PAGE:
Saturday, August 23, 2014

A Burst of Poet Ellman and Painter Gottlieb's Primeval Echo

New Jersey poet Neil Ellman has twice been nominated for Best of the Net, the Pushcart Prize, and the Rhysling Award from the Science Fiction Poetry Association. His poems appear in print and online journals, anthologies, and chapbooks worldwide. His ekphrastic poetry includes nine chapbooks devoted individually to the works of Dalí, Miró, and other modern and contemporary artists. Parallels: Selected Ekphrastic Poetry, 2009-2012, is his first full-length collection available here. Ellman talks about his ekphrastic poems here.
Adolph Gottlieb (1903-1974) was one of the "first generation" of Abstract Expressionists. Born in New York City he studied at the Art Students League from 1920-1921 and again after he returned from travel and studies in Europe. Gottlieb was a masterful colorist and in the Burst series his use of color is crucial. He once said: “I frequently hear the question, ‘What do these images mean?’ This is simply the wrong question. Visual images do not have to conform to either verbal thinking or optical facts. A better question would be ‘Do these images convey any emotional truth?’


Burst
(after the painting by Adolph Gottlieb)

August sun scarring heaven’s face
the scent of burning skin
turns night to day, black to ageless red’s
barbaric burst of light—
   noon on the killing fields
       bleached black
red sun rising in the east
a blister in the sky
   without a face.

Primeval
(after the painting by Adolph Gottlieb)

First awakening
First child  
First the crawling light
   glows first
   among the suns
First black then red
   then spectral white
First an infant
   then the sun
   speaks alphabets
   in silent space
First the scrawl
   of a deity
   upon the earth’s
   beginning
   as at its last
First words matter
   in the garden of
   our death.

Echo
(after the painting by Adolph Gottlieb)

We are two brothers
two selves
two moons hovering
above the earth
perfectly aligned children
of promiscuous gods
their echoes we echo
each other’s better half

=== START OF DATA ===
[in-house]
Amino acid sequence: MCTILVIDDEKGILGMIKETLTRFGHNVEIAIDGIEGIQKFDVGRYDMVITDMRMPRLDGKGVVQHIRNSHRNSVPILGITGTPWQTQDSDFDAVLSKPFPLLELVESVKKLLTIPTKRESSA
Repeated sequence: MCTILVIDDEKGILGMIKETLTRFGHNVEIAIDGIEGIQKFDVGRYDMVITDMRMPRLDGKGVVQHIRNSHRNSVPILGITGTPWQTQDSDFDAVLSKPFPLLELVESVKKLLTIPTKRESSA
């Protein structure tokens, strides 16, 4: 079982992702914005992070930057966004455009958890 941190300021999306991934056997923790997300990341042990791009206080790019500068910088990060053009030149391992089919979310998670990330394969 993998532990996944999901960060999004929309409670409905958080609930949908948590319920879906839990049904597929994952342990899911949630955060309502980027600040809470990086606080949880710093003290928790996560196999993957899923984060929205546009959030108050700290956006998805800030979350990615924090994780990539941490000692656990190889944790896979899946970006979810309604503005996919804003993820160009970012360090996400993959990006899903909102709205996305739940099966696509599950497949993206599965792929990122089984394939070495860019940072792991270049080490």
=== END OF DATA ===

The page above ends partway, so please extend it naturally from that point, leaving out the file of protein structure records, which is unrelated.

and worst
our orbits intersect
from time to time
when too-close brothers
too-soon collide
as sibling do
who envy the other’s
surpassing side.

Tuesday, August 5, 2014

Into the Trees with Rachel Ikins and Scott Bennett


Rachael Z. Ikins has been creating and publishing poetry and art since age 14. “I have won awards in both writing and art and published several books, including my first YA novel. I designed the cover art for all my releases.” Her books include The Complete Tales from the Edge of the Woods (2013), God Considered the Horizon (2014), Transplanted (2013), and Jones Road Chronicles (2012). 
Read more at rachaelikins.com

Artist Scott Bennett lives and works in Jamesville, NY. “My “Tree Portraits” came about as a natural outgrowth of my landscape painting. I love being in the woods, and in natural places in general, and would regularly find myself standing in front of trees, looking hard at the texture and color of the bark, the wonderful shape, and telling myself that I should paint ‘that’:  The tree, and that feeling, up close. See more of his work at scottbennettart.com




Applewood Smells Sweet when Burning
For Scott 

With palette knife and tools you capture;
hot-spring-sun, after-school, racing for 
my apple tree
in Keds and shorts.

Your hands/paint sculpted broken/ 
healed elbow of branch that beckoned this child,
where my father built me a picnic/reading platform.
I lugged boxes of Scholastic books to savor
on my belly among blossoms.

Leaves unfurled, grapevines' drape
like a lavish hairnet, or living tent. 
Secrets hidden, bird nests, sour fruit, hard apples,
pears and the scent of wildness-on-wind.

Barefeet clambered high, outside, to reach for clouds.
Tin-can phone strung to Seckel pears by the fence.
Coded messages, invisible inks, left in a basket poked
into trunk's lowest knothole.
Astride a branch 3 levels higher,
I read my mail. 

Rope-swing dangled over packed-earth floor.
When I threw my head back, it looked like crazy-quilt, sun
sheen, green stained glass, abstract patterns 
and mystery chased my face, I swung up and away.

Year I turned 12, freak June tornado
sucked that apple tree from earth, roots and all.
Men sawed the broken branches for fireplace wood,
hauled away. My mother made a flower bed.

No matter what currant bushes or blackberries grew
I averted my eyes from the black iron planter
filled with marigolds on the old apple stump.
A cemetery, make no mistake.

Did you play there with me long ago,
and I've just forgotten?